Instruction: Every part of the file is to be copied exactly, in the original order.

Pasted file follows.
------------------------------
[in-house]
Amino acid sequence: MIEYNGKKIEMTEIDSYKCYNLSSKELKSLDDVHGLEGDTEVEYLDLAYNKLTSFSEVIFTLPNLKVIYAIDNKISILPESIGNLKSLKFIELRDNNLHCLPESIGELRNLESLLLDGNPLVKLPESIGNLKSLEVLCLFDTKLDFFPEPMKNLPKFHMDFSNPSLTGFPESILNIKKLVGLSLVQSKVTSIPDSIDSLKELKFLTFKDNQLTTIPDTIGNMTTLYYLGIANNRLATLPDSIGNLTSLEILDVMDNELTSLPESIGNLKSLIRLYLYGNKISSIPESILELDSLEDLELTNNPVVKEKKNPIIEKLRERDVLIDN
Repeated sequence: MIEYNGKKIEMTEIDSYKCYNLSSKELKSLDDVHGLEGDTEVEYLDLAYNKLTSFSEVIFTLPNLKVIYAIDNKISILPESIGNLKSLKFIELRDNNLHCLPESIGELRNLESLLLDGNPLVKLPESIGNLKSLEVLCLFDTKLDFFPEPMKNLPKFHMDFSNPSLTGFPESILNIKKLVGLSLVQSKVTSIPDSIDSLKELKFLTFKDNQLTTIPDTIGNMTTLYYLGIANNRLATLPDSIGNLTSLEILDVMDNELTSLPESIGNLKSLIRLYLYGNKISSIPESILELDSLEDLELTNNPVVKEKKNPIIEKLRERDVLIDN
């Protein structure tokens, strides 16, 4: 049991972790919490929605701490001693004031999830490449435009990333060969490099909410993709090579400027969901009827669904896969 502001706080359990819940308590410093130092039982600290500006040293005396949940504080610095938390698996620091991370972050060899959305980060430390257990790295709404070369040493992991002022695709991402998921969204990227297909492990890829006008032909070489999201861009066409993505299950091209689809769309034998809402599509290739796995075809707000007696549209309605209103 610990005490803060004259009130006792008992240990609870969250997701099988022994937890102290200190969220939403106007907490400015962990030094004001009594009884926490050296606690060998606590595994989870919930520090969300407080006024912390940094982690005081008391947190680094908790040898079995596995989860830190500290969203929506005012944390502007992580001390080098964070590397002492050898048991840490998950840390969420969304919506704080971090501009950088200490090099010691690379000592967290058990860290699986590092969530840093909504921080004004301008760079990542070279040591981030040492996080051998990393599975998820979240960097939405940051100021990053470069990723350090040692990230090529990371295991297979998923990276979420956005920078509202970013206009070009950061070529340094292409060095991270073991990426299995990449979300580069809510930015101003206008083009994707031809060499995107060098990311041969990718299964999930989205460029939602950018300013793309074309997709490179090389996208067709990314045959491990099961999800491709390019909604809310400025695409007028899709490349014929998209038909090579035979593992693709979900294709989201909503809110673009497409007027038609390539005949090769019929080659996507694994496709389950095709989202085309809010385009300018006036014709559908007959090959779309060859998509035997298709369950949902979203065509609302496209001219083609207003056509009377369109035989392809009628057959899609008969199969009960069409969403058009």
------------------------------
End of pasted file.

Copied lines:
[in-house]
Amino acid sequence: MIEYNGKKIEMTEIDSYKCYNLSSKELKSLDDVHGLEGDTEVEYLDLAYNKLTSFSEVIFTLPNLKVIYAIDNKISILPESIGNLKSLKFIELRDNNLHCLPESIGELRNLESLLLDGNPLVKLPESIGNLKSLEVLCLFDTKLDFFPEPMKNLPKFHMDFSNPSLTGFPESILNIKKLVGLSLVQSKVTSIPDSIDSLKELKFLTFKDNQLTTIPDTIGNMTTLYYLGIANNRLATLPDSIGNLTSLEILDVMDNELTSLPESIGNLKSLIRLYLYGNKISSIPESILELDSLEDLELTNNPVVKEKKNPIIEKLRERDVLIDN
Repeated sequence: MIEYNGKKIEMTEIDSYKCYNLSSKELKSLDDVHGLEGDTEVEYLDLAYNKLTSFSEVIFTLPNLKVIYAIDNKISILPESIGNLKSLKFIELRDNNLHCLPESIGELRNLESLLLDGNPLVKLPESIGNLKSLEVLCLFDTKLDFFPEPMKNLPKFHMDFSNPSLTGFPESILNIKKLVGLSLVQSKVTSIPDSIDSLKELKFLTFKDNQLTTIPDTIGNMTTLYYLGIANNRLATLPDSIGNLTSLEILDVMDNELTSLPESIGNLKSLIRLYLYGNKISSIPESILELDSLEDLELTNNPVVKEKKNPIIEKLRERDVLIDN
């Protein structure tokens, strides 16, 4: 049991972790919490929605701490001693004031999830490449435009990333060969490099909410993709090579400027969901009827669904896969 502001706080359990819940308590410093130092039982600290500006040293005396949940504080610095938390698996620091991370972050060899959305980060430390257990790295709404070369040493992991002022695709991402998921969204990227297909492990890829006008032909070489999201861009066409993505299950091209689809769309034998809402599509290739796995075809707000007696549209309605209103 610990005490803060004259009130006792008992240990609870969250997701099988022994937890102290200190969220939403106007907490400015962990030094004001009594009884926490050296606690060998606590595994989870919930520090969300407080006024912390940094982690005081008391947190680094908790040898079995596995989860830190500290969203929506005012944390502007992580001390080098964070590397002492050898048991840490998950840390969420969304919506704080971090501009950088200490090099010691690379000592967290058990860290699986590092969530840093909504921080004004301008760079990542070279040591981030040492996080051998990393599975998820979240960097939405940051100021990053470069990723350090040692990230090529990371295991297979998923990276979420956005920078509202970013206009070009950061070529340094292409060095991270073991990426299995990449979300580069809510930015101003206008083009994707031809060499995107060098990311041969990718299964999930989205460029939602950018300013793309074309997709490179090389996208067709990314045959491990099961999800491709390019909604809310400025695409007028899709490349014929998209038909090579035979593992693709979900294709989201909503809110673009497409007027038609390539005949090769019929080659996507694994496709389950095709989202085309809010385009300018006036014709559908007959090959779309060859998509035997298709369950949902979203065509609302496209001219083609207003056509009377369109035989392809009628057959899609008969199969009960069409969403058009």